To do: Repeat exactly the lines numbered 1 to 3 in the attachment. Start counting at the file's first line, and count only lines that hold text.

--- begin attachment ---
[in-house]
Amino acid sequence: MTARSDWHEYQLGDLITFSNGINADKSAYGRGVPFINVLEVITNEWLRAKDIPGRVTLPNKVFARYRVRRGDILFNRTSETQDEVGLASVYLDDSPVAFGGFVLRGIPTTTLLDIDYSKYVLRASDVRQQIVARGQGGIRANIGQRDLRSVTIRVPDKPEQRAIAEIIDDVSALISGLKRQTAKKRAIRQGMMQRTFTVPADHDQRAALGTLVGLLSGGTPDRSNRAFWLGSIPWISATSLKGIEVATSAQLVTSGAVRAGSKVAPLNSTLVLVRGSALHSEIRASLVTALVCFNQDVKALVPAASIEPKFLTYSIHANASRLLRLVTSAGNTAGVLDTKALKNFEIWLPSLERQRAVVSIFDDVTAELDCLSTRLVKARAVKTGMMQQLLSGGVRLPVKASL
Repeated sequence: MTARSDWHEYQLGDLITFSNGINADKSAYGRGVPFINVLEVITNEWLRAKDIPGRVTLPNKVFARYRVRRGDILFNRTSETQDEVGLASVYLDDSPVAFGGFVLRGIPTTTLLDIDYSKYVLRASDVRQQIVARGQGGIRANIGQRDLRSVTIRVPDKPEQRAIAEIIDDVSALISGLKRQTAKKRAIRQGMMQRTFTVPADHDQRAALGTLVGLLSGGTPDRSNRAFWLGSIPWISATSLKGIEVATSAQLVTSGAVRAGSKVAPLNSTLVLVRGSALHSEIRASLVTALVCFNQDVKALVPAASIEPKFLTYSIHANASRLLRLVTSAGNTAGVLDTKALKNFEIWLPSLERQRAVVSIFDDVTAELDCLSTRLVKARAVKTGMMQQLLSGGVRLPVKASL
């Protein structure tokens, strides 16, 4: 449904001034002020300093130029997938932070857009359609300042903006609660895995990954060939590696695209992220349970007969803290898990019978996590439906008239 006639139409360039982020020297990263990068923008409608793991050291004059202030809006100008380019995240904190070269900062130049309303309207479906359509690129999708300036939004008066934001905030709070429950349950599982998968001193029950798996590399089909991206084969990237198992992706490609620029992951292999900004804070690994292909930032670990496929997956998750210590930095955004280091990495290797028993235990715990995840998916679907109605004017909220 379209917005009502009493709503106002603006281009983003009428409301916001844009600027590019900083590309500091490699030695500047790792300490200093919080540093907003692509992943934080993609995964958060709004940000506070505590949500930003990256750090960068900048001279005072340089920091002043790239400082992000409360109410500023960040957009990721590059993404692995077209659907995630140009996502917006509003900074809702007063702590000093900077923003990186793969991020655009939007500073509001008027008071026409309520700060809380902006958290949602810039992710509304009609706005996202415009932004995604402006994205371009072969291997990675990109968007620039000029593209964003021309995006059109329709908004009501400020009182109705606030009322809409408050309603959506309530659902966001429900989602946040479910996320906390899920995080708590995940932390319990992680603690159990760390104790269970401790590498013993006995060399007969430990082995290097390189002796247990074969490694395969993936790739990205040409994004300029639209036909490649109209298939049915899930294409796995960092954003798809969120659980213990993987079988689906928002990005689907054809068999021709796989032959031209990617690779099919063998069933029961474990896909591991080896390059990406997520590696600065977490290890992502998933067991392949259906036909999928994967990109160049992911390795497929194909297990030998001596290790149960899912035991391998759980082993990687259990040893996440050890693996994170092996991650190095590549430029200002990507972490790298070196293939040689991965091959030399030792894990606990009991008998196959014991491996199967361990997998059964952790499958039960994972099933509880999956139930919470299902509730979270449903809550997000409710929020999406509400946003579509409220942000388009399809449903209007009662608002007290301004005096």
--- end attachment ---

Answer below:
[in-house]
Amino acid sequence: MTARSDWHEYQLGDLITFSNGINADKSAYGRGVPFINVLEVITNEWLRAKDIPGRVTLPNKVFARYRVRRGDILFNRTSETQDEVGLASVYLDDSPVAFGGFVLRGIPTTTLLDIDYSKYVLRASDVRQQIVARGQGGIRANIGQRDLRSVTIRVPDKPEQRAIAEIIDDVSALISGLKRQTAKKRAIRQGMMQRTFTVPADHDQRAALGTLVGLLSGGTPDRSNRAFWLGSIPWISATSLKGIEVATSAQLVTSGAVRAGSKVAPLNSTLVLVRGSALHSEIRASLVTALVCFNQDVKALVPAASIEPKFLTYSIHANASRLLRLVTSAGNTAGVLDTKALKNFEIWLPSLERQRAVVSIFDDVTAELDCLSTRLVKARAVKTGMMQQLLSGGVRLPVKASL
Repeated sequence: MTARSDWHEYQLGDLITFSNGINADKSAYGRGVPFINVLEVITNEWLRAKDIPGRVTLPNKVFARYRVRRGDILFNRTSETQDEVGLASVYLDDSPVAFGGFVLRGIPTTTLLDIDYSKYVLRASDVRQQIVARGQGGIRANIGQRDLRSVTIRVPDKPEQRAIAEIIDDVSALISGLKRQTAKKRAIRQGMMQRTFTVPADHDQRAALGTLVGLLSGGTPDRSNRAFWLGSIPWISATSLKGIEVATSAQLVTSGAVRAGSKVAPLNSTLVLVRGSALHSEIRASLVTALVCFNQDVKALVPAASIEPKFLTYSIHANASRLLRLVTSAGNTAGVLDTKALKNFEIWLPSLERQRAVVSIFDDVTAELDCLSTRLVKARAVKTGMMQQLLSGGVRLPVKASL